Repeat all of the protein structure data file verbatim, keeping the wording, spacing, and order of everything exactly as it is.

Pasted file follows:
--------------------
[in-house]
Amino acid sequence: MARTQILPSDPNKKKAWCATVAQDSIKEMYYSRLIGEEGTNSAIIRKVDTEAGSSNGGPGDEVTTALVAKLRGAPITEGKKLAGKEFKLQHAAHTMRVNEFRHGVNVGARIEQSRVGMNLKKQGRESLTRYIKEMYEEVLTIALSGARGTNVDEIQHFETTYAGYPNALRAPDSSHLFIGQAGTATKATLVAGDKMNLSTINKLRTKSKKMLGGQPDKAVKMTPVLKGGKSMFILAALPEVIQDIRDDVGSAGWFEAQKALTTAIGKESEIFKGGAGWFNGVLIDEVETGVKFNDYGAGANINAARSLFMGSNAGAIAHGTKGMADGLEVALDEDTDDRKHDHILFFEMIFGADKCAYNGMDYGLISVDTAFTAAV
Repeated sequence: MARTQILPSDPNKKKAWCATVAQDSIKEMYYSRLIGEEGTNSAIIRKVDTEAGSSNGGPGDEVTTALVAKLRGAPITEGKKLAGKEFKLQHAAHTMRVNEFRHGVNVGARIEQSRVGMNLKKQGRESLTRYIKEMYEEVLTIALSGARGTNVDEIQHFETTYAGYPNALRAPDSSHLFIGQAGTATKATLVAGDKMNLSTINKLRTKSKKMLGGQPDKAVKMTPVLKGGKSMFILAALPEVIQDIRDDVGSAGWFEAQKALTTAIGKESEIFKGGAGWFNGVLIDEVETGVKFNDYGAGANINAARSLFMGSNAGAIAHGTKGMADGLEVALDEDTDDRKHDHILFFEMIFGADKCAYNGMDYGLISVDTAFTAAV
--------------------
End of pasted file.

[in-house]
Amino acid sequence: MARTQILPSDPNKKKAWCATVAQDSIKEMYYSRLIGEEGTNSAIIRKVDTEAGSSNGGPGDEVTTALVAKLRGAPITEGKKLAGKEFKLQHAAHTMRVNEFRHGVNVGARIEQSRVGMNLKKQGRESLTRYIKEMYEEVLTIALSGARGTNVDEIQHFETTYAGYPNALRAPDSSHLFIGQAGTATKATLVAGDKMNLSTINKLRTKSKKMLGGQPDKAVKMTPVLKGGKSMFILAALPEVIQDIRDDVGSAGWFEAQKALTTAIGKESEIFKGGAGWFNGVLIDEVETGVKFNDYGAGANINAARSLFMGSNAGAIAHGTKGMADGLEVALDEDTDDRKHDHILFFEMIFGADKCAYNGMDYGLISVDTAFTAAV
Repeated sequence: MARTQILPSDPNKKKAWCATVAQDSIKEMYYSRLIGEEGTNSAIIRKVDTEAGSSNGGPGDEVTTALVAKLRGAPITEGKKLAGKEFKLQHAAHTMRVNEFRHGVNVGARIEQSRVGMNLKKQGRESLTRYIKEMYEEVLTIALSGARGTNVDEIQHFETTYAGYPNALRAPDSSHLFIGQAGTATKATLVAGDKMNLSTINKLRTKSKKMLGGQPDKAVKMTPVLKGGKSMFILAALPEVIQDIRDDVGSAGWFEAQKALTTAIGKESEIFKGGAGWFNGVLIDEVETGVKFNDYGAGANINAARSLFMGSNAGAIAHGTKGMADGLEVALDEDTDDRKHDHILFFEMIFGADKCAYNGMDYGLISVDTAFTAAV